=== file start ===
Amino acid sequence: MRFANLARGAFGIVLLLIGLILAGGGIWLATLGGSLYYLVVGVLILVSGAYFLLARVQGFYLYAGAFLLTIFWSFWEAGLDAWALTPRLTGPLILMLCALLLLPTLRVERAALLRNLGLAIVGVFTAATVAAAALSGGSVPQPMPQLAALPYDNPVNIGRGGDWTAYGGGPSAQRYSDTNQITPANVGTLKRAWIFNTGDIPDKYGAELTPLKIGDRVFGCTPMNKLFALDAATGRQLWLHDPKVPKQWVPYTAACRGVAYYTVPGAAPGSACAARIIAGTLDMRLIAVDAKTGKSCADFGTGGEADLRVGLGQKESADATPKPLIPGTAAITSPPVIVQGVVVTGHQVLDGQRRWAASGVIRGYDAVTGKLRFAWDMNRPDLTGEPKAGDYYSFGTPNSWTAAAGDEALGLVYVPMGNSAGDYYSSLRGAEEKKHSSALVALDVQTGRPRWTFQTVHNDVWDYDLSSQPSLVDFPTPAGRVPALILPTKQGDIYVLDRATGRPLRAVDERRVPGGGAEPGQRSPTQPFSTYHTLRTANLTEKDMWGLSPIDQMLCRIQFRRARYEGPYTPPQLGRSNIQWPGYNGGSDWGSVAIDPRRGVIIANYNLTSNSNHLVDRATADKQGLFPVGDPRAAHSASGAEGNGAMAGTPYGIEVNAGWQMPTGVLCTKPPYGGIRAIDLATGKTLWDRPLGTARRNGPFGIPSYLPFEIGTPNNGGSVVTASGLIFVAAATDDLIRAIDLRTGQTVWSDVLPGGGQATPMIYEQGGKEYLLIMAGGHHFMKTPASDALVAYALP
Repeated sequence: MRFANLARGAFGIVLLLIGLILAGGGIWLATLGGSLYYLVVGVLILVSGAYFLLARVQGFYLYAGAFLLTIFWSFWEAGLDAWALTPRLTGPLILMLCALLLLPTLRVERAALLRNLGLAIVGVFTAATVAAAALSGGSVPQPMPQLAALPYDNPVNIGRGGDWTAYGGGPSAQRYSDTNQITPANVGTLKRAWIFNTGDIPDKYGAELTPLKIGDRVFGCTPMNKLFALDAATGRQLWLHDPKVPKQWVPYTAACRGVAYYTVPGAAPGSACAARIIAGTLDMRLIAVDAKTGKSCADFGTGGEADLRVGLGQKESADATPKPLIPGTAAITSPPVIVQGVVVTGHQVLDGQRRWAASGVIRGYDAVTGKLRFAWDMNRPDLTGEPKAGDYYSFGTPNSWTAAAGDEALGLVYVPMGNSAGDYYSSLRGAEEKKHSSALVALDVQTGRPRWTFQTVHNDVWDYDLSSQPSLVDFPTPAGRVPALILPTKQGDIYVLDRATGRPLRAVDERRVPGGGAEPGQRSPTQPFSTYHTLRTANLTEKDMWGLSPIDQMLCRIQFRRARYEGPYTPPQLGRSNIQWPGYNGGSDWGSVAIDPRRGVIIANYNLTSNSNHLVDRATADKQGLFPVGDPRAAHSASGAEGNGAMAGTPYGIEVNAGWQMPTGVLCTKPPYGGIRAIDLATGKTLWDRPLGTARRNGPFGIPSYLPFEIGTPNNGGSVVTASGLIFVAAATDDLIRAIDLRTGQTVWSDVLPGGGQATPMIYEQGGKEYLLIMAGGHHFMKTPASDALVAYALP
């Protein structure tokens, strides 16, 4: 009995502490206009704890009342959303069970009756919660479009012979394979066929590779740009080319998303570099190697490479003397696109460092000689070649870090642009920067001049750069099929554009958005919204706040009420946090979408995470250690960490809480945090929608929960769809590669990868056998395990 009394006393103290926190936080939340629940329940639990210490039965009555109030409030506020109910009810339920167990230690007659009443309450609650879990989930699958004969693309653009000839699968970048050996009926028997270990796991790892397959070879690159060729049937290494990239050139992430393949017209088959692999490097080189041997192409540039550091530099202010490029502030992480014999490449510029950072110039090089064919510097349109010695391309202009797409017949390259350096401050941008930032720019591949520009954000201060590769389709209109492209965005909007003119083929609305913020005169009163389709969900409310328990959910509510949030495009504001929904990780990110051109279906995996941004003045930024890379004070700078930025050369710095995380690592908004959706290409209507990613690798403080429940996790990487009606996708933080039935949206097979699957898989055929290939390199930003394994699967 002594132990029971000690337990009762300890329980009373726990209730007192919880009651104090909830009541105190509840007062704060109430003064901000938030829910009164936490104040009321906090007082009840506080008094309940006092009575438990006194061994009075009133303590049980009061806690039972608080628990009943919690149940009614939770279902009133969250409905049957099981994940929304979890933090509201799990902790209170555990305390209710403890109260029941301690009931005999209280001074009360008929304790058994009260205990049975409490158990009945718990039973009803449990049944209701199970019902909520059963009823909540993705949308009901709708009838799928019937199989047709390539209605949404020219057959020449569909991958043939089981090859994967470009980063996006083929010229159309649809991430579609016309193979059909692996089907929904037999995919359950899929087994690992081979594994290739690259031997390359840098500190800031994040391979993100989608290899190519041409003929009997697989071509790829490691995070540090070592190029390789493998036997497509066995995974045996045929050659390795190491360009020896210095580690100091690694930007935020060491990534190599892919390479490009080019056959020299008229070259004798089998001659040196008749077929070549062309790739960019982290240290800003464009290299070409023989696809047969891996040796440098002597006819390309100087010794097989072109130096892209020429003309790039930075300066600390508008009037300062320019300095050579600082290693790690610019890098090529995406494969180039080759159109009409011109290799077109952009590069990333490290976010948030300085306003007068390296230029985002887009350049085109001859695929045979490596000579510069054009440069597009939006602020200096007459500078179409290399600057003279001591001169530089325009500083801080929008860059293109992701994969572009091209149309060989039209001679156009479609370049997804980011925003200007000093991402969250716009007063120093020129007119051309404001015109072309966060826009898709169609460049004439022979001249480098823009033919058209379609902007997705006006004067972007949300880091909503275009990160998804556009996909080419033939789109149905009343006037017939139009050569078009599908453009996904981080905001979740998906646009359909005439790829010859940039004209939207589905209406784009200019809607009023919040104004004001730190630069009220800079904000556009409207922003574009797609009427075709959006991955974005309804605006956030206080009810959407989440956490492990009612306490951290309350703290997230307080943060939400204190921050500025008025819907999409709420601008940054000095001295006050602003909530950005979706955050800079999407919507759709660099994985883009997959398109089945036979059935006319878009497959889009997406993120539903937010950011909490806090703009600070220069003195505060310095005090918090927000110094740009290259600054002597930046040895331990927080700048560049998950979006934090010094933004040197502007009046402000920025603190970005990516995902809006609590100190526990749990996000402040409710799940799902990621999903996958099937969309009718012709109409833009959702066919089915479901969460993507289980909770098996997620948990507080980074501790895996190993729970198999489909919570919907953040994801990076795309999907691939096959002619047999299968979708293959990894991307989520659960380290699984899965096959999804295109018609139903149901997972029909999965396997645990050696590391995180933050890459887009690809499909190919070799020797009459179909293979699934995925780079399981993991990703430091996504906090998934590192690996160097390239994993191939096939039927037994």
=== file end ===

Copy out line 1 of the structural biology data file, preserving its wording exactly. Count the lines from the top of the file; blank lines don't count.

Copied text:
Amino acid sequence: MRFANLARGAFGIVLLLIGLILAGGGIWLATLGGSLYYLVVGVLILVSGAYFLLARVQGFYLYAGAFLLTIFWSFWEAGLDAWALTPRLTGPLILMLCALLLLPTLRVERAALLRNLGLAIVGVFTAATVAAAALSGGSVPQPMPQLAALPYDNPVNIGRGGDWTAYGGGPSAQRYSDTNQITPANVGTLKRAWIFNTGDIPDKYGAELTPLKIGDRVFGCTPMNKLFALDAATGRQLWLHDPKVPKQWVPYTAACRGVAYYTVPGAAPGSACAARIIAGTLDMRLIAVDAKTGKSCADFGTGGEADLRVGLGQKESADATPKPLIPGTAAITSPPVIVQGVVVTGHQVLDGQRRWAASGVIRGYDAVTGKLRFAWDMNRPDLTGEPKAGDYYSFGTPNSWTAAAGDEALGLVYVPMGNSAGDYYSSLRGAEEKKHSSALVALDVQTGRPRWTFQTVHNDVWDYDLSSQPSLVDFPTPAGRVPALILPTKQGDIYVLDRATGRPLRAVDERRVPGGGAEPGQRSPTQPFSTYHTLRTANLTEKDMWGLSPIDQMLCRIQFRRARYEGPYTPPQLGRSNIQWPGYNGGSDWGSVAIDPRRGVIIANYNLTSNSNHLVDRATADKQGLFPVGDPRAAHSASGAEGNGAMAGTPYGIEVNAGWQMPTGVLCTKPPYGGIRAIDLATGKTLWDRPLGTARRNGPFGIPSYLPFEIGTPNNGGSVVTASGLIFVAAATDDLIRAIDLRTGQTVWSDVLPGGGQATPMIYEQGGKEYLLIMAGGHHFMKTPASDALVAYALP